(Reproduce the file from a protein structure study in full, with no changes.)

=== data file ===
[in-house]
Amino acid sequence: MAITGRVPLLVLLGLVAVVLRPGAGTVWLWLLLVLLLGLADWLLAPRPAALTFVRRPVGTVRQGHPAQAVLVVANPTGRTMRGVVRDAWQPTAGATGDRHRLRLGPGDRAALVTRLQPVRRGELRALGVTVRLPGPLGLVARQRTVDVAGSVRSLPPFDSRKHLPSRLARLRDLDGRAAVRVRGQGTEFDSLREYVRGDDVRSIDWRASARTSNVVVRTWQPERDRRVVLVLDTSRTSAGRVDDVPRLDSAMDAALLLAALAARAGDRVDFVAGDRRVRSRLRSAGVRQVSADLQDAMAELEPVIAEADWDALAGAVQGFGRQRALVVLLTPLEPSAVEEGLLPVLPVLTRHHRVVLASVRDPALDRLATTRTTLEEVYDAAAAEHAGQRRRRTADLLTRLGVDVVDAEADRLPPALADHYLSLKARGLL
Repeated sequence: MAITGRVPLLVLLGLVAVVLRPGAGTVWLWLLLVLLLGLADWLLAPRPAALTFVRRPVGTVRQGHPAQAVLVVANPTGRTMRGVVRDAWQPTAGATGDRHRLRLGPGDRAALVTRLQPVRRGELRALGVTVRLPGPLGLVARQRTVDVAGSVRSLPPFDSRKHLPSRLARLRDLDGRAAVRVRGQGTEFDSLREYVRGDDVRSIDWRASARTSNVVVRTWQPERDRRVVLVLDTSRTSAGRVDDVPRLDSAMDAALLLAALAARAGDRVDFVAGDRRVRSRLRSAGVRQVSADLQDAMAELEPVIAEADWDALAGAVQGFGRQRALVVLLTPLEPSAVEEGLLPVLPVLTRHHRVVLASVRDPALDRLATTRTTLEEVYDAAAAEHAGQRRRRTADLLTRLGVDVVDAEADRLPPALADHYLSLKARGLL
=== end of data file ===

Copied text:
[in-house]
Amino acid sequence: MAITGRVPLLVLLGLVAVVLRPGAGTVWLWLLLVLLLGLADWLLAPRPAALTFVRRPVGTVRQGHPAQAVLVVANPTGRTMRGVVRDAWQPTAGATGDRHRLRLGPGDRAALVTRLQPVRRGELRALGVTVRLPGPLGLVARQRTVDVAGSVRSLPPFDSRKHLPSRLARLRDLDGRAAVRVRGQGTEFDSLREYVRGDDVRSIDWRASARTSNVVVRTWQPERDRRVVLVLDTSRTSAGRVDDVPRLDSAMDAALLLAALAARAGDRVDFVAGDRRVRSRLRSAGVRQVSADLQDAMAELEPVIAEADWDALAGAVQGFGRQRALVVLLTPLEPSAVEEGLLPVLPVLTRHHRVVLASVRDPALDRLATTRTTLEEVYDAAAAEHAGQRRRRTADLLTRLGVDVVDAEADRLPPALADHYLSLKARGLL
Repeated sequence: MAITGRVPLLVLLGLVAVVLRPGAGTVWLWLLLVLLLGLADWLLAPRPAALTFVRRPVGTVRQGHPAQAVLVVANPTGRTMRGVVRDAWQPTAGATGDRHRLRLGPGDRAALVTRLQPVRRGELRALGVTVRLPGPLGLVARQRTVDVAGSVRSLPPFDSRKHLPSRLARLRDLDGRAAVRVRGQGTEFDSLREYVRGDDVRSIDWRASARTSNVVVRTWQPERDRRVVLVLDTSRTSAGRVDDVPRLDSAMDAALLLAALAARAGDRVDFVAGDRRVRSRLRSAGVRQVSADLQDAMAELEPVIAEADWDALAGAVQGFGRQRALVVLLTPLEPSAVEEGLLPVLPVLTRHHRVVLASVRDPALDRLATTRTTLEEVYDAAAAEHAGQRRRRTADLLTRLGVDVVDAEADRLPPALADHYLSLKARGLL